What is a defined benefit pension?

A defined benefit, or final salary, pension can be seen as the holy grail of pensions. It’s a type of workplace pension that promises to pay you a guaranteed income from a set age, giving you more security around your income in retirement.

Because your income is secured, you don’t have to worry about the amount you contribute or the performance of your investments to give you an income later in life. Instead, your guaranteed income is determined by the salary you received when working for the company providing the pension and how long you worked there for.

How do defined benefit pension work?

Defined benefit pensions differ in a number of ways from the defined contribution pensions you are probably more familiar with.

  • Your employer typically takes a proportion of your gross pay (before tax) as a contribution into your pension

  • The income you receive in the future depends on how long you have worked for the company and your salary on leaving/at retirement

  • You own a promise from your employer to pay you a certain income for life when you retire, and the scheme rules will tell you how and when you can take this

  • Unless you transfer out of your pension (and therefore lose the guarantees it offers) you don’t actually own a pension ‘pot’ and so cannot gift your pot to someone else when you die

  • The investment risk is your employer’s. You don’t have to worry how they do it as it is up for them to find the money to pay your promised retirement income

Are there different types of defined benefit schemes?

Yes, there are 3 main types of defined benefit schemes. These are:

Private company final salary pensions

This is a workplace pension set up by your employer and is funded by contributions typically taken from your gross pay.

Unfunded pensions

These are large public-sector state-run pension schemes for people employed by the NHS, civil service, teachers and military. If you are a member, your retirement benefits are paid from the contributions you and all the members have paid, as well as from the government using money raised from income tax.

Local government schemes (LGPS)

This is a statutory public service scheme that is funded by contributions made by both you and your employer. The great news is that you receive tax relief on any contributions you make. This type of pension allows you to take your pension and tax-free cash from the age of 551, however your income amount will reduce if you retire early.

What is the difference between funded and unfunded schemes?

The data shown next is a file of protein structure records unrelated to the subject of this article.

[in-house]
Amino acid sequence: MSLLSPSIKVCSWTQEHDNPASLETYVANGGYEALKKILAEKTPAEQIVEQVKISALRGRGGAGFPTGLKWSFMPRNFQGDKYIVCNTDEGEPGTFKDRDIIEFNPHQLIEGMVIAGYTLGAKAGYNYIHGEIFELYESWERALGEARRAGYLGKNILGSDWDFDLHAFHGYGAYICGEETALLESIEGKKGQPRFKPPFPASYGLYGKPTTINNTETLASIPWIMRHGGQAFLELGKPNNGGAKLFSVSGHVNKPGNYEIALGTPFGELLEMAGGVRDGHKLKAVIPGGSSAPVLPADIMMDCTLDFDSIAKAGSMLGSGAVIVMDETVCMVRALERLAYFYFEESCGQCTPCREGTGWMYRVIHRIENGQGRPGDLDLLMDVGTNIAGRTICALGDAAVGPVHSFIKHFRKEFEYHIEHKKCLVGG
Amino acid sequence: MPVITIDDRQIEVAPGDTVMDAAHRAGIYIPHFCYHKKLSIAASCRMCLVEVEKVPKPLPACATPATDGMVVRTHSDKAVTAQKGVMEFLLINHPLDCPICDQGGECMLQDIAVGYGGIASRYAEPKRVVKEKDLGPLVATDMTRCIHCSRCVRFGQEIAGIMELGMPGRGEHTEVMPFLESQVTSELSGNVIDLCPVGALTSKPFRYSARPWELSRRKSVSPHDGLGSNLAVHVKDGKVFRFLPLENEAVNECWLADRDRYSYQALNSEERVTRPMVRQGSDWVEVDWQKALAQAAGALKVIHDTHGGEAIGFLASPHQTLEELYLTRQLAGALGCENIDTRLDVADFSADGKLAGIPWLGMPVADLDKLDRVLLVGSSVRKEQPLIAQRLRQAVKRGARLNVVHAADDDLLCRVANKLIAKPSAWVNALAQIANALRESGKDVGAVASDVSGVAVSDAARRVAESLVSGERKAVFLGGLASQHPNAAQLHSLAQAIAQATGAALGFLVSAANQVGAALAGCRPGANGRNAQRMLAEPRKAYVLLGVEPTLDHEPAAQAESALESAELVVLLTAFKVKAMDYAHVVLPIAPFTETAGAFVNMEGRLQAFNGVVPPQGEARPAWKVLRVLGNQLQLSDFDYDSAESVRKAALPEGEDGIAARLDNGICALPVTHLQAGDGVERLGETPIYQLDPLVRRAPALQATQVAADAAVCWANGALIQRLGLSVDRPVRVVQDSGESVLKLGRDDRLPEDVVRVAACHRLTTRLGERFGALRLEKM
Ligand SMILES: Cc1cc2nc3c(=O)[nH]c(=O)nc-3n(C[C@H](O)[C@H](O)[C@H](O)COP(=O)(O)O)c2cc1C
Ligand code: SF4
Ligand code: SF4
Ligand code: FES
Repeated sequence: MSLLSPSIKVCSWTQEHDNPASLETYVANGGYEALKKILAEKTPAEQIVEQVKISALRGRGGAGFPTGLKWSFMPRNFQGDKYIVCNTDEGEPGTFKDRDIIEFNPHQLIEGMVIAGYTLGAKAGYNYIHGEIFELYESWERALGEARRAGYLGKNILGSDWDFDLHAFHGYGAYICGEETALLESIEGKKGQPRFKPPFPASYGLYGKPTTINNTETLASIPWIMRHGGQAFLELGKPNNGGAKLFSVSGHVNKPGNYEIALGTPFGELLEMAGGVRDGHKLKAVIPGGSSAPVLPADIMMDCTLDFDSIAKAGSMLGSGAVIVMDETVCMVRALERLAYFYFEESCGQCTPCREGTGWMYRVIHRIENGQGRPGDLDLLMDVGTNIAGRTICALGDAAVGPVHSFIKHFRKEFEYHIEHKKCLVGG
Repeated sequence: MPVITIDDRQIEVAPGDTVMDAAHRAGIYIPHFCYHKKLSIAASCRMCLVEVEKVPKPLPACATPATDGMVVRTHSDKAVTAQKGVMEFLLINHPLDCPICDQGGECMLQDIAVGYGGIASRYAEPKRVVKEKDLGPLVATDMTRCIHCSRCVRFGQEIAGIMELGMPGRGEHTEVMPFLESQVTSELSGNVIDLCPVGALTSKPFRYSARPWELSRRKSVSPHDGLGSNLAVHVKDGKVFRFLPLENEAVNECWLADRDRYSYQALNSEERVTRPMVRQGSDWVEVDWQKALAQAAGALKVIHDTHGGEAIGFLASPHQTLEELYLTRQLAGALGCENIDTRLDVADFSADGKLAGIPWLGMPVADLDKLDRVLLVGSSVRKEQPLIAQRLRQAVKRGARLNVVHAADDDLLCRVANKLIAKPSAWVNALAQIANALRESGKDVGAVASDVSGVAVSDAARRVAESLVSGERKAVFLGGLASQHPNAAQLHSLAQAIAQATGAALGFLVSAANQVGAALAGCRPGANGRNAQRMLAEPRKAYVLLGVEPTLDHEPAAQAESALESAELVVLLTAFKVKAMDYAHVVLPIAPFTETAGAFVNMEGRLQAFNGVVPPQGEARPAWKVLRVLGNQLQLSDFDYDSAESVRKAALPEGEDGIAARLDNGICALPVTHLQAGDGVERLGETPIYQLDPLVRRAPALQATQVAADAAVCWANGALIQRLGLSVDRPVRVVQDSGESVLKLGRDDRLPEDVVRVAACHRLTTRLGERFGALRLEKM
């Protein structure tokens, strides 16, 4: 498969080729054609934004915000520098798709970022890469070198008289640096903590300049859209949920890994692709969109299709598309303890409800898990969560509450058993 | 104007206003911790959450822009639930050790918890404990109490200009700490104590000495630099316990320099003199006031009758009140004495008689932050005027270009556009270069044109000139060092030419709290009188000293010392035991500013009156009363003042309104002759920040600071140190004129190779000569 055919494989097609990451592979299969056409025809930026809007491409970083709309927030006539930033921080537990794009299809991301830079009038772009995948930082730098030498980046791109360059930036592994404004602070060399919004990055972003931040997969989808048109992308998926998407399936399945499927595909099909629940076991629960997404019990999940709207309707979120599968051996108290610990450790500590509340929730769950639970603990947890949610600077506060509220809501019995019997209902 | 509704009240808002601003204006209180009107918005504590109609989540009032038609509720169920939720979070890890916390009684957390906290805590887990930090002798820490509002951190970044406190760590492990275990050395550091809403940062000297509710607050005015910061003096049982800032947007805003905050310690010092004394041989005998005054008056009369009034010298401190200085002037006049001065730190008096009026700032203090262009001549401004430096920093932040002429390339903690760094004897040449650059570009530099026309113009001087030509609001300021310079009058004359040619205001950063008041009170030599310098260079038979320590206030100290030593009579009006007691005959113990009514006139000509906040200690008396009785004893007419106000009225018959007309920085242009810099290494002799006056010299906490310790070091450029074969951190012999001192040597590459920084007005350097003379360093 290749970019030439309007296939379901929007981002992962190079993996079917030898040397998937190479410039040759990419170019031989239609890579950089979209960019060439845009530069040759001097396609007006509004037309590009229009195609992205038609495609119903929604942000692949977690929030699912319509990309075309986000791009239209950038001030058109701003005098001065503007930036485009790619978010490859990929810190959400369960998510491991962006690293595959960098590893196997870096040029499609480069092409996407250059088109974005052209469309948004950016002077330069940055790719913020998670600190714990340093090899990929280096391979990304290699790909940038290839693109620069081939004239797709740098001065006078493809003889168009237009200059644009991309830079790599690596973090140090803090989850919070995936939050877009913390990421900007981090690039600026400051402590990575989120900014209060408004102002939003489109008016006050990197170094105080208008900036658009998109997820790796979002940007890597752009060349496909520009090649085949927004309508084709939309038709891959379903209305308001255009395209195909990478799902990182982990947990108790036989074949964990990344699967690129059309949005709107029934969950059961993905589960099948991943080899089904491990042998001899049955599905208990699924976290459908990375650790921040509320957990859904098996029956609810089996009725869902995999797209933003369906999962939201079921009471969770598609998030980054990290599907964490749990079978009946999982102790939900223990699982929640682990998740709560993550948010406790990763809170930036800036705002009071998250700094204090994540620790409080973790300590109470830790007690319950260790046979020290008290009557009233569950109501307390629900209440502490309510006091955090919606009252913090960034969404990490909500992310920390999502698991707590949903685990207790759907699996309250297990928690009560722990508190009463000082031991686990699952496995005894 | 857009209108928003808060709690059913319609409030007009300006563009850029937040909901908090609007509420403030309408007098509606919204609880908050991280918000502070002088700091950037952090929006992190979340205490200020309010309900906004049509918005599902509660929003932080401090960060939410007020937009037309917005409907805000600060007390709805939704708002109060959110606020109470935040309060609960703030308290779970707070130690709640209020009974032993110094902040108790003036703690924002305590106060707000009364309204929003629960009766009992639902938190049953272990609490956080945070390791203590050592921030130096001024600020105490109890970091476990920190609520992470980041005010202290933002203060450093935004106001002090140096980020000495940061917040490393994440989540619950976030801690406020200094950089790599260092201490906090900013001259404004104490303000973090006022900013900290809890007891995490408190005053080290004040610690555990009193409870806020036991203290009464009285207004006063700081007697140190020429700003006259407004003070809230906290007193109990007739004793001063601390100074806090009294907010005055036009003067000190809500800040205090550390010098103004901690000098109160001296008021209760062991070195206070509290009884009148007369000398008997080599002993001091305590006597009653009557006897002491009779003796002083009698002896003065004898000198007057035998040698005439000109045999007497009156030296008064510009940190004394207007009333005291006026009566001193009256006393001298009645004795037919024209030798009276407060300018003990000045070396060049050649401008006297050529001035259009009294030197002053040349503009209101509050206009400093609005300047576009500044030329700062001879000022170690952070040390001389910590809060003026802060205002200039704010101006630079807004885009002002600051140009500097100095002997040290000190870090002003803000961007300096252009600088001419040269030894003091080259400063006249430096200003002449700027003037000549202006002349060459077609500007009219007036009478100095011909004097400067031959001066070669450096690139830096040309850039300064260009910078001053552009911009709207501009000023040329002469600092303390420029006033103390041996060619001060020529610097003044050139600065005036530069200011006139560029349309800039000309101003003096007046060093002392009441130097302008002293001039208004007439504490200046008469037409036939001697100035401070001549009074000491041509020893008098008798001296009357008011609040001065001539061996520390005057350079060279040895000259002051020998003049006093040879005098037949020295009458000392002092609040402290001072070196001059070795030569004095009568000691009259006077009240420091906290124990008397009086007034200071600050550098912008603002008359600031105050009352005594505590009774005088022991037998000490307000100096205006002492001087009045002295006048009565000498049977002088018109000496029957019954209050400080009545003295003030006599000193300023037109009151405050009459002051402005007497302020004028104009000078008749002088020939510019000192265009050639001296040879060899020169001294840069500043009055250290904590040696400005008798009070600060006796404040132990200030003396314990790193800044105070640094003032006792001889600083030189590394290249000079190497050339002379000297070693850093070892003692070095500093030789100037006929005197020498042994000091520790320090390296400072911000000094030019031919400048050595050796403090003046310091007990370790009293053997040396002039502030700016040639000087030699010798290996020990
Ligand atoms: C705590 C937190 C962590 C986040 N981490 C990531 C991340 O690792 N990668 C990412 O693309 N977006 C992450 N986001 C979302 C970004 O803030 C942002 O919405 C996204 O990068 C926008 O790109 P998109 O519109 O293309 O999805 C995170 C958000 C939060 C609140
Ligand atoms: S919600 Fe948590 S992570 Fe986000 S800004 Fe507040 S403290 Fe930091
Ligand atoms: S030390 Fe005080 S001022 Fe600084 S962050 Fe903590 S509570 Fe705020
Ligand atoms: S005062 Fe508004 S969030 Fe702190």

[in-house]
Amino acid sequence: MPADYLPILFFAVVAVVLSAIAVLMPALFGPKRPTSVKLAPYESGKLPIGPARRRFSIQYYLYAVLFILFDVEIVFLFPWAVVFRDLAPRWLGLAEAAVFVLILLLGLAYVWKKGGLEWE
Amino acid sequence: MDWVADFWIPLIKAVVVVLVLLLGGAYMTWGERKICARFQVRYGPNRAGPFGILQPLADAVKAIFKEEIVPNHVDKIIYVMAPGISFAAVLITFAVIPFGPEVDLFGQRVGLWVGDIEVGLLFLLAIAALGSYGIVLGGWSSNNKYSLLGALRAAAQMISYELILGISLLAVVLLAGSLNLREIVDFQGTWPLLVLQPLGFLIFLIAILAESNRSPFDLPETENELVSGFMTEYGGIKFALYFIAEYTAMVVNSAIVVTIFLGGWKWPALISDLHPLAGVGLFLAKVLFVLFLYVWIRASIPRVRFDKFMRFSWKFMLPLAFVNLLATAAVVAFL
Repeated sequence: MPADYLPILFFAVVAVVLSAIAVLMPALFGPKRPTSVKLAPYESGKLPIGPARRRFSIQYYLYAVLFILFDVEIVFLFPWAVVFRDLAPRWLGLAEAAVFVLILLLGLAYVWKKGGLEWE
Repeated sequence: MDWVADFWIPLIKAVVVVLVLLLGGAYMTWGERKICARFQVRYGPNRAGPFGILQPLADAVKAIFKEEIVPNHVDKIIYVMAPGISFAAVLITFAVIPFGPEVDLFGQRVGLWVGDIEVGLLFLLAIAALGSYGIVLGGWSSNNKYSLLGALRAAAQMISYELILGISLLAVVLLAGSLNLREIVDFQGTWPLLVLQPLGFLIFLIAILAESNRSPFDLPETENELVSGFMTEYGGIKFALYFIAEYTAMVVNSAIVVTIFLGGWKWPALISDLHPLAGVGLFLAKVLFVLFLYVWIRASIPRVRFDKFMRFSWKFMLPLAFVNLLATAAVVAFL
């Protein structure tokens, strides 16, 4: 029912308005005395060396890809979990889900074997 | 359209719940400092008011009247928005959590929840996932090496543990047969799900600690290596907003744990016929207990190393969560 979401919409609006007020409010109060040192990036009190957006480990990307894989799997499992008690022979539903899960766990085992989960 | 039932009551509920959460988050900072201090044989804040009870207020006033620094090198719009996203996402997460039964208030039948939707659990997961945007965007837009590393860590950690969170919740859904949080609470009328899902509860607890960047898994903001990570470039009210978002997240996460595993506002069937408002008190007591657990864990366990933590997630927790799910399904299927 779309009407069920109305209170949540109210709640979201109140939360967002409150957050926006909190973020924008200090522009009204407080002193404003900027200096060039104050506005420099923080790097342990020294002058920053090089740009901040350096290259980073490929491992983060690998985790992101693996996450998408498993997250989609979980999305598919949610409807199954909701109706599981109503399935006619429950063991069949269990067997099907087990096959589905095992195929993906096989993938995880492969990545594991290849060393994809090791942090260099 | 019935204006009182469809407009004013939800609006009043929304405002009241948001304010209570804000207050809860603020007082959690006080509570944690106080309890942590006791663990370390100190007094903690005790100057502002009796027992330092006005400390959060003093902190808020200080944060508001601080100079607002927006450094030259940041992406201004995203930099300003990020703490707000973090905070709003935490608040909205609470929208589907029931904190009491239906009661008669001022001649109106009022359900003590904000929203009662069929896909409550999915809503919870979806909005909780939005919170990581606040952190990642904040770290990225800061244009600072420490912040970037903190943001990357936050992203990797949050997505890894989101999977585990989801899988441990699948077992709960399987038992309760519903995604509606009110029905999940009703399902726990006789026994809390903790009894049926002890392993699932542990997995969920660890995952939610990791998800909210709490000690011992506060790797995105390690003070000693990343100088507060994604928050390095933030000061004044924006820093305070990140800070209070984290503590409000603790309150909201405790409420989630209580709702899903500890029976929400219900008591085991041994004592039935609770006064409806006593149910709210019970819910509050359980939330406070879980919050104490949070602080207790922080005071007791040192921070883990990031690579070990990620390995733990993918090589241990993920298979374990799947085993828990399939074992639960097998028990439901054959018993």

A funded defined benefit pension is one where you and your employer make regular contributions. Your employer then manages the way this money is invested in order to gain the funds to pay your guaranteed income. Because this scheme is funded, there is a pot for you to be able to access. However, if and when you can take your tax-free cash all depends on the scheme you have and accessing this money can reduce the income you receive throughout retirement. A funded defined benefit pension also comes with additional security from the Pension Protection Fund. This means that should your employer fail to be able to pay your promised income, the PPF will step in to make sure you receive this money.

With an unfunded scheme the government is responsible for paying your retirement income, rather than your employer. The government is one of the biggest providers of defined benefit pensions and most of these pensions are paid out using that year’s tax take. This means that there isn’t a standard pension pot for you to be able to access in the same way you might with a funded pension. And you also aren’t able to transfer the pension to a private pension scheme. The good news is, in most cases, the benefits and guarantees this type of pension offers are greater than the restrictions you may face.

Can I take money early from a defined benefit pension?

This all depends on the scheme that you have and whether your pension is funded or unfunded.

With an unfunded pension, the money you are paid as a retirement income comes from that year’s tax take. This means that there isn’t a standard pension pot for you to be able to access.

However, a funded pension is made up from contributions from you and your employer so there is money in a pot for you to be able to access early1. Different schemes have different rules so if and when you can take your tax-free cash all depends on the rules set out by your provider. And taking money early from this type of scheme can reduce the amount of income you will receive throughout retirement. If you are thinking of accessing your defined benefit pension, it’s a good idea to first speak with a financial adviser to make sure that you are not impacting the benefits and guarantees you will receive later in life.      

1Taking money from your pension early isn’t right for everyone as it can leave you with less to live on later in life. That’s why it’s a good idea to first speak with a regulated financial adviser.

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The details provided in this article are for general information only and are in no way deemed to be financial advice. All of the material is correct as of the publication date, but could be out-of-date by the time you read the article.